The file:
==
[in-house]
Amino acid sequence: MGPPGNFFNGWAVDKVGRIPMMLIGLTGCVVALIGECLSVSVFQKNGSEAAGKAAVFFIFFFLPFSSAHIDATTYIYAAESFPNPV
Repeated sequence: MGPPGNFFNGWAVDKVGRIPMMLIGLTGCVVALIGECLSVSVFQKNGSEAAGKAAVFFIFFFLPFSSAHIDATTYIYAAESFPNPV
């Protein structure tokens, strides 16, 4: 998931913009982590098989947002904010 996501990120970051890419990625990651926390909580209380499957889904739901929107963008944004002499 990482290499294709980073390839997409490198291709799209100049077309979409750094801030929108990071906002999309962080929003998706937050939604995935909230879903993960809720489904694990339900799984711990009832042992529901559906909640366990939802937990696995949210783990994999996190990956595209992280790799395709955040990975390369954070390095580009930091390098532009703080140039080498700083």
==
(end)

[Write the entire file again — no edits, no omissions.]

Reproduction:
[in-house]
Amino acid sequence: MGPPGNFFNGWAVDKVGRIPMMLIGLTGCVVALIGECLSVSVFQKNGSEAAGKAAVFFIFFFLPFSSAHIDATTYIYAAESFPNPV
Repeated sequence: MGPPGNFFNGWAVDKVGRIPMMLIGLTGCVVALIGECLSVSVFQKNGSEAAGKAAVFFIFFFLPFSSAHIDATTYIYAAESFPNPV
């Protein structure tokens, strides 16, 4: 998931913009982590098989947002904010 996501990120970051890419990625990651926390909580209380499957889904739901929107963008944004002499 990482290499294709980073390839997409490198291709799209100049077309979409750094801030929108990071906002999309962080929003998706937050939604995935909230879903993960809720489904694990339900799984711990009832042992529901559906909640366990939802937990696995949210783990994999996190990956595209992280790799395709955040990975390369954070390095580009930091390098532009703080140039080498700083």